I was in for a shock. Turns out the the town I had moved to was a tiny place with high criminal activity and unemployment. And I had rented a house in the ghetto, where I certainly wasn’t very welcome. On my second week I had to go to the police station and report three separate incidents. I couldn’t do any of the things I had done before, dancing, stand up comedy, user groups every evening and hang out at cafes until 1 AM in the morning. I stopped leaving the house, unless it was for work.
One of the incidents in the town
I stayed at CTM for a month. The team was great, tech awesome, and fantastic team lead and boss. However, being in finance the company had a very strong corporate culture and I kept fucking up. My language was wrong, my clothes were wrong, I was wrong. I simply didn’t fit in. And then I would go home to a prison. I lost it. I lost myself. And I quit and had to repay the relocation money on the day. I was stuck with a lease on a house in a place I didn’t want to be, with a rather empty bank account, with a 507, not knowing what to do next.
I started my own company (a continuation of the one I had in Sweden) and took on small projects. A year before me and two friends had planned a trip to Japan for 3 weeks, everything was already paid for so I went. During the trip I kept interviewing, and coding morning and night. I just didn’t want to give up. On my way back I did a conference tour with Microsoft TechDay , delivering two sessions a day and a keynote demo in three different countries. At the end of it I was to sick to travel home and had to book a new ticket home two days later as I was bed ridden in Riga and reluctant to see a doctor. I didn’t tell anybody about me being sick, I just shut of my phones and laptops and laid in the dark. I was worried. I was loosing weight, struggeled to eat, and kept having migraines. But I pushed through.
Back in UK I did more interviews, but failed again. I was physically weak as I was only eating tiny amounts, only one meal a day, and it certainly didn’t help my nerves. I started withdrawing from social media and other communiation. Mostly because I felt ashamed. Like I had let people down. I felt such a strong pressure to do great. People had cheered me on, helped me, recommended me, but I just couldn’t deliver. And I also felt like I had let my family down.
After the US trip I got on the scale and realized my petite frame barely weighed 105 pounds. I shamefully went to my parents in Norway and admitted everything. All my failures. How I couldn’t manage the imaginative pressure in my head. And I slept, I slept for 15 hours at the time.
“Have you ever wished you could just stop the world? " I asked my mumone day I got out of bed “Like pushing a giant stop button, and have the world come to a halt. Complete silence. You can breathe. You can take some time to think.” She nodded “Take some time while you are here to do just that”.
Making it official
The next day I closed my Facebook account and let my dear friends and followers on Twitter know that I would 410. I closed Skype, email, hangout and all outside world communication. It was my way of pushing that giant stop button and give myself some time to reflect on the year that had passed, and the year to come. 507 had become 410.
308 Permanent Redirect
It’s amazing how much thinking you can get done when you completly disconnect from the outside world. I thought about my last two years, what I wished I had done differently, honestly wondering if programming was for me. Maybe it was too late. Maybe you can’t join the game late in life like I had done. I had a return home, but extended my stay. I wasn’t ready to push play. I kept thinking, and I kept coding. It was my dad that commented on that after we had watched Silicon Valley together while I was reverse engineering the cash register systems used at the club since we were having performance problems the company refused to fix. The irony was, all while I was reflecting on wether or not I could be a programmer I had kept coding for all the hours I was awake. It is who I am, I love the logic, the late nights with just the sound of me and my mechanical keyboard tapping along- getting lost in time and space. Or the user groups/conferences where I truly feel like I am among people that understand the fascination and the addiction. It’s where I’ve met some of the most genuine, smart, caring and funny people I’ve ever met. I am not ready to let go, I can’t let go. I truly feel like it is where I belong. But I need to slow down, and ignore the pressure I feel like I have on me. I don’t need to impress, I just need to code.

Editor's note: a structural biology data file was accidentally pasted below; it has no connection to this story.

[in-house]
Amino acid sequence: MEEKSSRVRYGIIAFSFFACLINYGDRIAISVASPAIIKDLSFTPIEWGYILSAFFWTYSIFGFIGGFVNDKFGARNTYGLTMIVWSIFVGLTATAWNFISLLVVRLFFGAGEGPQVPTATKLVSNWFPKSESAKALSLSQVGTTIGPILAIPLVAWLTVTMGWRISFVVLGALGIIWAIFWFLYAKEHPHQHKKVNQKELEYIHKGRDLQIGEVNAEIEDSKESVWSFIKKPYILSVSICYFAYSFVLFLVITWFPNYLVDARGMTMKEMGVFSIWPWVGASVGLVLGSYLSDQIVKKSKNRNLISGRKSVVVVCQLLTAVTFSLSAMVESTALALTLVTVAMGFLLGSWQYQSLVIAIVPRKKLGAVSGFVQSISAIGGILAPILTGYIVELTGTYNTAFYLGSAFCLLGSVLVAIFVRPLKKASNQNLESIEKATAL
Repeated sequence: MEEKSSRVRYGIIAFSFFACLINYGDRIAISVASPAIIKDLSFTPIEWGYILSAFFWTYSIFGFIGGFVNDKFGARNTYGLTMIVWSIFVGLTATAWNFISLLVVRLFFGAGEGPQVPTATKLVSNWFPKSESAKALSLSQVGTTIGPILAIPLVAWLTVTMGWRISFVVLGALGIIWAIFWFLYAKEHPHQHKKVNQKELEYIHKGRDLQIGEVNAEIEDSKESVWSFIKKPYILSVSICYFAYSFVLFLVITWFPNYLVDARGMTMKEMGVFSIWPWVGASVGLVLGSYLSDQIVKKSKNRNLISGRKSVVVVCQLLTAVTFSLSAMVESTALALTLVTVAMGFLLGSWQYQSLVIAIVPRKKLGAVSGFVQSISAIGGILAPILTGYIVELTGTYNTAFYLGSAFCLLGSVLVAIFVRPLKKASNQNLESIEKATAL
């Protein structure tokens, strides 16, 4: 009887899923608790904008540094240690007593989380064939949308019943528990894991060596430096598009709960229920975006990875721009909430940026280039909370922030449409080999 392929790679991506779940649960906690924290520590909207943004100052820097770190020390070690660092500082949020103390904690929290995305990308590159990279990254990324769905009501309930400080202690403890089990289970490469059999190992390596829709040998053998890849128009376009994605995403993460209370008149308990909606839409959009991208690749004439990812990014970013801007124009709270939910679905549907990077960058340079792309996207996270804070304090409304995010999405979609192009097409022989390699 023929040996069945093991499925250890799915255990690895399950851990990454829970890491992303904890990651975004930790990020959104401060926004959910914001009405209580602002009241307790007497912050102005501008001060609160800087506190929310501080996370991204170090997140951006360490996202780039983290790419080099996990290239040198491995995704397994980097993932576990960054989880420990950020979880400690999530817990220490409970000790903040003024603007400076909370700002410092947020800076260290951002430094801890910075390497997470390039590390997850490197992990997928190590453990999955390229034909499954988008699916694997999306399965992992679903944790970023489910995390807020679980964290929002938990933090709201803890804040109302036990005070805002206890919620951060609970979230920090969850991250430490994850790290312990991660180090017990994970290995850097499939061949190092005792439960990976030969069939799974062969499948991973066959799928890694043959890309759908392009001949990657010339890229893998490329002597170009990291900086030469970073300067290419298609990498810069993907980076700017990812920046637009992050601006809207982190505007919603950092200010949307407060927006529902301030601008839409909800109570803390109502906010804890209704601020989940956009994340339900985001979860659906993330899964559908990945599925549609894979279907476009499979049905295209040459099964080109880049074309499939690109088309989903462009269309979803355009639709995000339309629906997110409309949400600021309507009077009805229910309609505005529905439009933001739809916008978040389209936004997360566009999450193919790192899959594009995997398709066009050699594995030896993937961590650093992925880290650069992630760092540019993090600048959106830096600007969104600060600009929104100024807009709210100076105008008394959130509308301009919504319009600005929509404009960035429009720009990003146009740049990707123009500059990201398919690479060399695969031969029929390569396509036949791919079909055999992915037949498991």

I don’t know how you get to 200. I know how to in code, but not in life. Life isn’t binary numbers and it doesn’t have conditional statements, and it’s full of uncaught exceptions, memory leaks and crappy APIs.
I’m still on a 308. But I guess that is where the fourth year comes in.
One of my drawings
Right now I am doing consultant work with my company, always looking for an awesome team or project to join be that as a consultant or employed.
I can’t promise perfect, I dress weird, I don’t always say the right things, I get nervous around large groups of people or pressured situations, I am somewhat awkward and sometimes insecure, and I can’t play pretend. Programming is my passion, and I’ve come to the realization that I simply cannot stop programming. My 200 will be when I work with likeminded people. Then I will be OK.
During my ‘little’ break I kept coding, so I have so much to share with you all, and get input from you on. Here is a list of the upcoming posts waiting to be cleaned up and published:
Searching, exporting and exporting PSD files with node (a Edge.JS implementation)
An introduction to Purescript and setting up the environment on a Windows machine
Using layout information from Optical Character Recognition result (Windows Runtime)
Carbon X1 Fixes: internal speakers audio problems, smart keys disabled, intermittent touch problems
Microsft Translation Services with Optical Character Recognition
Adding contacts in Universal Windows Store Apps
Universal Windows Store Apps Error: This app does not support the contract specified or is not installed
Last modified on 2014-11-30